Brad Smith
Franklin, WI
 


Re: BAR State of Maine Products (was Re: CP 244833 box car)

Benjamin Hom
 

Steve Hoxie wrote:
"Lots of interest in this photo including the BAR cars. Learning something everyday; I had thought the red, white, and blue scheme was several years later.

https://www.digitalcommonwealth.org/search/commonwealth:8c97mg105

The photos of restored BAR 2573 at the Conway Scenic RR are the best online photos of these cars? 2573 is stenciled BLT 6-53."
 
Photos of the car at North Conway:
 
These are NOT reefers, but insulated boxcars equipped with a heater.

"Has anyone done an HO model?"
Funaro did a model for the NHRHTA years ago (New Haven acquired identical cars differing only in reporting marks and herald, NH 45000-45099), but has not reintroduced it in this current line.
 
 
Ben Hom 


Re: BAR State of Maine Products (was Re: CP 244833 box car)

Brad Smith
 

Some wood cars received this scheme.  When did Lionel make their first State of Maine car?
 
Brad Smith
 

In a message dated 6/18/2015 10:52:39 A.M. Central Daylight Time, STMFC@... writes:
 

Lots of interest in this photo including the BAR cars. Learning something everyday; I had thought the red, white, and blue scheme was several years later.

https://www.digitalcommonwealth.org/search/commonwealth:8c97mg105

The photos of restored BAR 2573 at the Conway Scenic RR are the best online photos of these cars? 2573 is stenciled BLT 6-53.

Has anyone done an HO model?

Steve Hoxie
Pensacola FL

 


BAR State of Maine Products (was Re: CP 244833 box car)

pennsylvania1954
 

Lots of interest in this photo including the BAR cars. Learning something everyday; I had thought the red, white, and blue scheme was several years later.

https://www.digitalcommonwealth.org/search/commonwealth:8c97mg105

The photos of restored BAR 2573 at the Conway Scenic RR are the best online photos of these cars? 2573 is stenciled BLT 6-53.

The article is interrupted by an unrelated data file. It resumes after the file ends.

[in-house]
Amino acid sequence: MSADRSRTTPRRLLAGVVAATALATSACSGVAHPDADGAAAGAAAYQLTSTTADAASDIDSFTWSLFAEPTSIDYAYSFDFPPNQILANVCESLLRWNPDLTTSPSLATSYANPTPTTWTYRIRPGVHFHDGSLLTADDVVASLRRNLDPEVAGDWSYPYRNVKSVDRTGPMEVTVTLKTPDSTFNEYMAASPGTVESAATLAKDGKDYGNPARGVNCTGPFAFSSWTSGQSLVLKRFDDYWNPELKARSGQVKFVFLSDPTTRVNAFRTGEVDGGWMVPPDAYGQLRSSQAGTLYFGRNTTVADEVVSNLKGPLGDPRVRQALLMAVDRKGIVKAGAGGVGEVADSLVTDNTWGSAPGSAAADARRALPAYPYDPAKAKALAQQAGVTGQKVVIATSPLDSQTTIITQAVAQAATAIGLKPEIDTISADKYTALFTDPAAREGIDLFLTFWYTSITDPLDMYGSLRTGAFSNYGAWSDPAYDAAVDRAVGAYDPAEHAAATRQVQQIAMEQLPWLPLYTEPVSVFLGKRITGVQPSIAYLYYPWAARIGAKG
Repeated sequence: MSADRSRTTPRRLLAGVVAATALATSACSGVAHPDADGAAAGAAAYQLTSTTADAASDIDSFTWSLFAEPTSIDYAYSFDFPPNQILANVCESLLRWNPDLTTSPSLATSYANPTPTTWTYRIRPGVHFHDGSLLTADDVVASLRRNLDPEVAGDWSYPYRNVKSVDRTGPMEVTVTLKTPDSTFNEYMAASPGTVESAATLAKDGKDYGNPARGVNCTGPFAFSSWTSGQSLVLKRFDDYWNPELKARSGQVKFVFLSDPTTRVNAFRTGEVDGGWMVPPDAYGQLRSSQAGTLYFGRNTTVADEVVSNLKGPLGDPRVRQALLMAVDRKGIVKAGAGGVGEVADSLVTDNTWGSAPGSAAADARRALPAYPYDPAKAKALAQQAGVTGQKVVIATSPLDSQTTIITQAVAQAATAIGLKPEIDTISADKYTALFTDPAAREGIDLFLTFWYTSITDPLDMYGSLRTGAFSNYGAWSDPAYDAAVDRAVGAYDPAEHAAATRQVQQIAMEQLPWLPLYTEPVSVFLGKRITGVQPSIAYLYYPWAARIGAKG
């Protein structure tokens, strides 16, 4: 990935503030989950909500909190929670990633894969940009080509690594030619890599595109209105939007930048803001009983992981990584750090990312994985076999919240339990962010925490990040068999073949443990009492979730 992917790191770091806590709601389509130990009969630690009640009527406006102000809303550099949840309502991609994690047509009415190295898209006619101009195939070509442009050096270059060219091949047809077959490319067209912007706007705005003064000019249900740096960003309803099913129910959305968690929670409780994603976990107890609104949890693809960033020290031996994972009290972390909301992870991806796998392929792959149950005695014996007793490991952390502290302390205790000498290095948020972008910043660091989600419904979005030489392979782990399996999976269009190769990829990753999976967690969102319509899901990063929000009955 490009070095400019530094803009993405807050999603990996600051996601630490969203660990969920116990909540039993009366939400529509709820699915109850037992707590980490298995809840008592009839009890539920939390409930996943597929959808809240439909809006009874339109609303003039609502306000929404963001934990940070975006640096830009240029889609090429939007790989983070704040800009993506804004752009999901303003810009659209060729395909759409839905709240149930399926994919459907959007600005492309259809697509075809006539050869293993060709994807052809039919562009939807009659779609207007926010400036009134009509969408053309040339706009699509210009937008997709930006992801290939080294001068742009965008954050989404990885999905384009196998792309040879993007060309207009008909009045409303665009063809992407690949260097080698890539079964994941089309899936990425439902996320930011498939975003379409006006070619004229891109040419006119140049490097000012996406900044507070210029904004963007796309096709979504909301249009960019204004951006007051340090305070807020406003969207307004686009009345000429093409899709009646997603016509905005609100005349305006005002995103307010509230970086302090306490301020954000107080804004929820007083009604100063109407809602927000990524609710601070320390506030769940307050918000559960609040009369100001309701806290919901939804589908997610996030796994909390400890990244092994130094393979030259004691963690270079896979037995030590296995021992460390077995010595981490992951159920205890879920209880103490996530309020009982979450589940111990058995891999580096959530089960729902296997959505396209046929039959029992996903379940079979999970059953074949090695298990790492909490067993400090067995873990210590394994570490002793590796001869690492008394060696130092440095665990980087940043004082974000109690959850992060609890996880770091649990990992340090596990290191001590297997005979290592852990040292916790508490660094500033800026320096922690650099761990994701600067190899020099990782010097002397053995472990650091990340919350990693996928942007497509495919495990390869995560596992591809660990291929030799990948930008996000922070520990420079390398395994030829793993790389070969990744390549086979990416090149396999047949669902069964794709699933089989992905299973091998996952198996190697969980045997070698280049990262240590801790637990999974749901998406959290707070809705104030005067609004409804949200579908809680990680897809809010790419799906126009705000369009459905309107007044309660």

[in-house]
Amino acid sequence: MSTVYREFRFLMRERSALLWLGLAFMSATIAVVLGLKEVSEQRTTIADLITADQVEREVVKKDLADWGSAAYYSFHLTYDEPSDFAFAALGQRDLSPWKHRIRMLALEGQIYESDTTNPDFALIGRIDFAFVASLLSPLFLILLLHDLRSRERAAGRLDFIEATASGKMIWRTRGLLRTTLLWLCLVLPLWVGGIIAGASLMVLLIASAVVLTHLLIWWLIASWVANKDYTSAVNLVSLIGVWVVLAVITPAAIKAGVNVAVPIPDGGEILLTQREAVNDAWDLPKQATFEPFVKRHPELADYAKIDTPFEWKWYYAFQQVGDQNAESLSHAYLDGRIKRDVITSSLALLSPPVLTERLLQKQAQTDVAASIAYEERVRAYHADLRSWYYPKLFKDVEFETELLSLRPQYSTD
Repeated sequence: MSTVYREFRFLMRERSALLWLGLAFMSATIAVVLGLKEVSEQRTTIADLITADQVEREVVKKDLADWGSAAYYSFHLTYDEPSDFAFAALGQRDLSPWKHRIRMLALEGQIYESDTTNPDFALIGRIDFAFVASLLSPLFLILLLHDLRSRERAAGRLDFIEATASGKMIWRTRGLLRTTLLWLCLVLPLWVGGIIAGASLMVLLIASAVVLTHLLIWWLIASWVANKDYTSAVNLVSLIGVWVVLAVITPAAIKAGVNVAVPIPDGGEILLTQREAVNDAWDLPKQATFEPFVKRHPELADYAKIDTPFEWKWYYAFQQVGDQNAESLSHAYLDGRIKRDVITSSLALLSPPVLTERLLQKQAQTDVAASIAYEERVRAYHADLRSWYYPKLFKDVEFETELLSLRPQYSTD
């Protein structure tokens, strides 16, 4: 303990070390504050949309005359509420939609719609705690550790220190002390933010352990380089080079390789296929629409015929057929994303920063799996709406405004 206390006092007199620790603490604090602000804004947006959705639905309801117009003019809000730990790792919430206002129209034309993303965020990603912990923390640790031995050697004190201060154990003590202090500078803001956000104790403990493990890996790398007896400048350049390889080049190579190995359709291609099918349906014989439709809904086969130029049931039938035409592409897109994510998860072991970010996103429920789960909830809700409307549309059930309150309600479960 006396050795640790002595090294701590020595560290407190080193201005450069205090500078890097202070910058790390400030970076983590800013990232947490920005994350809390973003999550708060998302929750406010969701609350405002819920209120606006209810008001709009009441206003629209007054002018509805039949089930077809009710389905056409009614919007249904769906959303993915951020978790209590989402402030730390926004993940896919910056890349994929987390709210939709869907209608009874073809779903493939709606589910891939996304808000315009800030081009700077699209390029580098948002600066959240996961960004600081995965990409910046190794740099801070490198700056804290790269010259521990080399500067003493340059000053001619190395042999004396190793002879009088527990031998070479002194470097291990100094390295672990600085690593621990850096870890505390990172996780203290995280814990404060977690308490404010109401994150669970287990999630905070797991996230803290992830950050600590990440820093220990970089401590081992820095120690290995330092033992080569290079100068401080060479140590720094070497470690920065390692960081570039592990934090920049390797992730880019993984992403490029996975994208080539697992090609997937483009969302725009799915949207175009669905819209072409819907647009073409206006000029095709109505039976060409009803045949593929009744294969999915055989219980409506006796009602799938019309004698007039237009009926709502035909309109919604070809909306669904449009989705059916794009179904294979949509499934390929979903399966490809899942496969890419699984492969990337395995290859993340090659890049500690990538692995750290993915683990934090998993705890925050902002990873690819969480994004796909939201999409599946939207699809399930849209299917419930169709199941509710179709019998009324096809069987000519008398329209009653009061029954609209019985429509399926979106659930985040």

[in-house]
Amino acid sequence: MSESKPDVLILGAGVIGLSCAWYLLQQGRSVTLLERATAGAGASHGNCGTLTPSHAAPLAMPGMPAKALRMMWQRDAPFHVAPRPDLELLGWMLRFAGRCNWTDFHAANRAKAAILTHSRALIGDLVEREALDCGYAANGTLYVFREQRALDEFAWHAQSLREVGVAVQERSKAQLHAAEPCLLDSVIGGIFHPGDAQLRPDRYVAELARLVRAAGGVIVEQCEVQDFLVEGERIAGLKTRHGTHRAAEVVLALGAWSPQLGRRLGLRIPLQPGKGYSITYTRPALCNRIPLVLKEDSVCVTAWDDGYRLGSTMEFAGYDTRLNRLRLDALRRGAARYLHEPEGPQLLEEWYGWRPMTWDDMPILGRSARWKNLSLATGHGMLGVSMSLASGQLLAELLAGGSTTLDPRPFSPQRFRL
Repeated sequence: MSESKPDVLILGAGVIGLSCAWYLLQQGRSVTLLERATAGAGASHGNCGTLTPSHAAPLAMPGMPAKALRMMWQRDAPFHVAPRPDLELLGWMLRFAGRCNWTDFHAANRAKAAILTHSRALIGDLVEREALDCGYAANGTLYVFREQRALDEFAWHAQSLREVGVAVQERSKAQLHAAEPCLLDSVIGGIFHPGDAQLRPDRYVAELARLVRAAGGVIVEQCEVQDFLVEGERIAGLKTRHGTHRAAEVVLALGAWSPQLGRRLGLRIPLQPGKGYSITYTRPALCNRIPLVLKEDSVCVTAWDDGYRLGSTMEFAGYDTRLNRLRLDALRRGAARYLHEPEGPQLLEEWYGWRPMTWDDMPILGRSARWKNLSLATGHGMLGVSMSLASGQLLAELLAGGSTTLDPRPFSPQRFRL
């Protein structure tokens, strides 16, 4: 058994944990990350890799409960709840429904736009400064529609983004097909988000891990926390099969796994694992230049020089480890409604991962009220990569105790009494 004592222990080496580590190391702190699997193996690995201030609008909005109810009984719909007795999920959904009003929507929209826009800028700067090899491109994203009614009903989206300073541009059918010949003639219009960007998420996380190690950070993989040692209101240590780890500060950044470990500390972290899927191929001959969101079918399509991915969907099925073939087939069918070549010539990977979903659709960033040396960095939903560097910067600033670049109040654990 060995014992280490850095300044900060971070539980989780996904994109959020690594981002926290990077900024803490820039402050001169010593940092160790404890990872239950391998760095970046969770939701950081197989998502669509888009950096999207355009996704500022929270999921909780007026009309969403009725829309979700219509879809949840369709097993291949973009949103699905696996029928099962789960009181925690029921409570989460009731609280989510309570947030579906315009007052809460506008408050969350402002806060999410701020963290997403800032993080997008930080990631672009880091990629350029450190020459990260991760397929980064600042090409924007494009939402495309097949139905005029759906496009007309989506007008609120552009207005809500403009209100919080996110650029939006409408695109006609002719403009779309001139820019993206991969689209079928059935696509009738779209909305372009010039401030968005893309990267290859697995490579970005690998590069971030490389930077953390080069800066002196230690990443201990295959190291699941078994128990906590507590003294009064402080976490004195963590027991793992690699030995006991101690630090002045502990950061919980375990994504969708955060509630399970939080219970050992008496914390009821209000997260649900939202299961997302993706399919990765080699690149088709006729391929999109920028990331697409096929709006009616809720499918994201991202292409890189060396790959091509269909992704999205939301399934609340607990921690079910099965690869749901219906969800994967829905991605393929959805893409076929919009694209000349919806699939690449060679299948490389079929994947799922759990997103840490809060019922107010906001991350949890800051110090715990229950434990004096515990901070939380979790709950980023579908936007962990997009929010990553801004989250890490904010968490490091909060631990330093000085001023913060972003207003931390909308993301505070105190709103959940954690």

Has anyone done an HO model?

Steve Hoxie
Pensacola FL

 


Re: CP 244833 box car

Barry Bennett
 

And there are plenty similar cars on the road both parked and on the move. My first reaction was that is was being used as a parking lot and I've read nothing in these exchanges to change my mind in that respect.

In fact, I found the REA trucks and the loading door arrangements far more interesting.

Barry Bennett
Coventry, England.

On Thu, Jun 18, 2015 at 3:20 PM, edb8391@... [STMFC] <STMFC@...> wrote:
 

The range of automobiles in that photo are a wide mix of makes and years. Many are 1949/50 models by GM, Ford and Chrysler Corp.. There are also a few '50/'51's and a few '46-47 models as well as a '41 Hudson and two '49 Studebakers.


Over on the left side, the parked cars appear to range from a '38 Chevrolet and '41 Plymouth to a '50 "bathtub' Nash and a '51 Chevrolet next to a '46/'47 Chevrolet.


Could it be these parked cars may belong to people working in the fairly tall building from which this photo was taken?


Hard to say why such a mix looks so clean, but back then washing (and sometimes waxing) the family car was a regular weekend ritual for many owners.


New cars built immediately after WW II were dressed-up 1941/42 models. They were suspended form production by the war effort. New designs would begin to be seen at dealers 1949/50 from the manufacturers.


Ed Bommer



Re: CP 244833 box car

Edward
 

The range of automobiles in that photo are a wide mix of makes and years. Many are 1949/50 models by GM, Ford and Chrysler Corp.. There are also a few '50/'51's and a few '46-47 models as well as a '41 Hudson and two '49 Studebakers.


Over on the left side, the parked cars appear to range from a '38 Chevrolet and '41 Plymouth to a '50 "bathtub' Nash and a '51 Chevrolet next to a '46/'47 Chevrolet.


Could it be these parked cars may belong to people working in the fairly tall building from which this photo was taken?


Hard to say why such a mix looks so clean, but back then washing (and sometimes waxing) the family car was a regular weekend ritual for many owners.


New cars built immediately after WW II were dressed-up 1941/42 models. They were suspended form production by the war effort. New designs would begin to be seen at dealers 1949/50 from the manufacturers.


Ed Bommer